Who knows what lurks beneath a snowy blanket?
“I prefer winter and fall, when you feel the bone structure of the landscape– the loneliness of it, the dead feeling of winter. Something waits beneath it, the whole story doesn’t show.” Andrew Wyeth, American artist who died in 2009.
This post was published a year ago; however, I have edited it to reflect new thoughts about our Canadian winters.
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“Snowbound”, 9×12 ” acrylic on gallery wrapped canvas.
While painting and thinking about what lies beneath a snowy blanket, I remembered literature I studied long ago in university. Many authors have written about the cold Canadian north. The first settlers arriving in Canada were worried about surviving the bitter winters of this foreign land. They wrote letters accurately describing their hardships.
Later, Canadian authors used the cold winter to hastily dispatch characters in their novels. Margaret Atwood (Alias Grace) describes this preoccupation with nature and the cold in Survival, her groundbreaking study of Canadian literature.
However, other authors have described winters elsewhere. A Russian winter, for example, is not so different from a Canadian one. After all, our countries share our Arctic waters.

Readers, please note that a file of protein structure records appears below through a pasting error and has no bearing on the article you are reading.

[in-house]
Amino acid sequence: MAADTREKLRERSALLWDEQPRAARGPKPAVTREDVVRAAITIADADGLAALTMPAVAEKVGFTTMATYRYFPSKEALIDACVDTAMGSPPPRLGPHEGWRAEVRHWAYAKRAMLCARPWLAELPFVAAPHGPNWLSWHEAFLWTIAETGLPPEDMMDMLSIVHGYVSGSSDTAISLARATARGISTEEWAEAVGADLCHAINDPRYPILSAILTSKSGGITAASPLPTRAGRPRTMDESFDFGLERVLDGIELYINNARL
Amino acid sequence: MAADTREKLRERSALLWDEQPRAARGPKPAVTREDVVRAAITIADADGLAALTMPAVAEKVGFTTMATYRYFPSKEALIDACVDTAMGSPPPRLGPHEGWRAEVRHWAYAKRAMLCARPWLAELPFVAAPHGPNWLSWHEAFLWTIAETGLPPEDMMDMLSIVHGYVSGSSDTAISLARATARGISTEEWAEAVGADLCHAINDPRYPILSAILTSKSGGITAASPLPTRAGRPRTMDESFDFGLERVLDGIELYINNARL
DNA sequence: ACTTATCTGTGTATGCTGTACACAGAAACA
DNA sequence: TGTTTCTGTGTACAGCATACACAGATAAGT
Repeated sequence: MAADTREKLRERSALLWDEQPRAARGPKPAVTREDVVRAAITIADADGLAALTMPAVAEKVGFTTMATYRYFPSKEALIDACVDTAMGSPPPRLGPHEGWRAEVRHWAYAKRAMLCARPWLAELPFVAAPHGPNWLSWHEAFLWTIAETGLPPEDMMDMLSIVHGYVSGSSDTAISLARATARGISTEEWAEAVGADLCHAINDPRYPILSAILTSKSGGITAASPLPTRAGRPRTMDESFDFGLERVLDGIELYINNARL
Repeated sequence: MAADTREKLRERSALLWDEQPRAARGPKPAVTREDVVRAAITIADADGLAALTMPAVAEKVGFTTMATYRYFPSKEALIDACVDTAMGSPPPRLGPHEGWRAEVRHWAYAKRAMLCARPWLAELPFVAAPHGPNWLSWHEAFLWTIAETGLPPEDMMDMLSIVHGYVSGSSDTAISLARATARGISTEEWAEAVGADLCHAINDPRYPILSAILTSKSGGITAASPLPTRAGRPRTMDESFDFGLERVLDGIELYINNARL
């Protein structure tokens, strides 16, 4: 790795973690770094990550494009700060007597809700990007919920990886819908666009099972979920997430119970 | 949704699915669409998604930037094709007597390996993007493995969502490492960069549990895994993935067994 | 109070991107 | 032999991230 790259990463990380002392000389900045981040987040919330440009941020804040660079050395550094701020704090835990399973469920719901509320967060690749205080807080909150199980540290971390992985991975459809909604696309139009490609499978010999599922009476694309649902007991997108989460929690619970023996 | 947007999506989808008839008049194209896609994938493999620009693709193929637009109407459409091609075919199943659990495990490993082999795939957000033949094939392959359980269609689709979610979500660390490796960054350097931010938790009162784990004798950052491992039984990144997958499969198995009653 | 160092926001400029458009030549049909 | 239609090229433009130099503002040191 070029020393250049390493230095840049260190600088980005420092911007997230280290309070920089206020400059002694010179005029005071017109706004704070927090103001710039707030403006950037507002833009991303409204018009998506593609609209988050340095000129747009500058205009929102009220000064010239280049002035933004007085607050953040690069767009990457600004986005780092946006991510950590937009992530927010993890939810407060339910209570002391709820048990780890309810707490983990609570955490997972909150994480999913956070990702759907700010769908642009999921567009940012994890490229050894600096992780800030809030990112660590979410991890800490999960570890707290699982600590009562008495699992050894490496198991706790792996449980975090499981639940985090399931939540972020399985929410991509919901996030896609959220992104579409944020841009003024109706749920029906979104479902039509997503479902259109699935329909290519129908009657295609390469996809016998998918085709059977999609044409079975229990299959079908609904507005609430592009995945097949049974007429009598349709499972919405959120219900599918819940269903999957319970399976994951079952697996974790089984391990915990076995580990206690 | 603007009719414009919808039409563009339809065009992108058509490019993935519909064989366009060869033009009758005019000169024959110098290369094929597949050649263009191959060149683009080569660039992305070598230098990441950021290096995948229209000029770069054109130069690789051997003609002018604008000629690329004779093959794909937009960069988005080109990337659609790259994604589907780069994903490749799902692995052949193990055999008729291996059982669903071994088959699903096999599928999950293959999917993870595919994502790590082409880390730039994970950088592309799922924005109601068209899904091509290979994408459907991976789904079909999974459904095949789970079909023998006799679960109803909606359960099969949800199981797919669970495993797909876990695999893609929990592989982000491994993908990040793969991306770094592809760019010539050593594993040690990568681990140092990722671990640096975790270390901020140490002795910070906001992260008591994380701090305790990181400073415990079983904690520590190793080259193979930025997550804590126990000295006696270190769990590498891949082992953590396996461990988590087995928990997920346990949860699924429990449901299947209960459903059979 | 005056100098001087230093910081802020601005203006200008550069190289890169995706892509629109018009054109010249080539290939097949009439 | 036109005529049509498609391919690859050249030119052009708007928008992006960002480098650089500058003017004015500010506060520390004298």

I have been rereading The Red Scarf by Kate Furnivall. She describes one of Stalin’s labour camps in 1933. Set in Siberia, Furnivall describes the taiga forest. Her account would be just as accurate for some areas of Canada in winter. Here are a few excerpts:
- The track threaded its way through unremitting taiga forest, so dark it was like night inside, the slender columns of pine trees standing like Stalin’s sentinels overseeing the march.
- She could feel it (the forest) breathing down her neck like a huge unwelcome presence, so that when sudden soft sounds escaped from the trees as layers of snow slid from the branches to the floor, it made her shiver. It was as though the forest were sighing.
I love these descriptions because they do capture the sights and sounds of the Canadian forest too.
In the city, we never get to see aurora borealis, but back home, in northern Ontario, the starry night sky is lit with shimmering greens and pinks and blues.
I could not help but think of home while painting this scene. I attempted to show the colours of the northern lights in the sky in my painting. Then I added the reflection of those colours from the sky in the expanse of snow on the lake.
The land in northern Ontario is rugged and beautiful with myriad pristine lakes and vast forests. I was inspired by my memory of skating and snowmobiling on frozen lakes and rivers. These days, we snowshoe during the day which is quite a different experience than being out in the forest at night. And even though we are enjoying the solitude of nature, we are always aware that the city is nearby.
Of course, there is a loneliness to the land up north, the feeling that the silence and the cold are harbingers of death. Beneath a snowy blanket especially at night, we have a feeling that something lies waiting…lurking in the shadows.
But if one can get past that sense of foreboding, then there is much to appreciate.
The fresh smell of the woods, the invigorating crisp air, the sparkle and crunch of the crusty snow near the shore all add to the enjoyment of an evening spent outdoors in the north.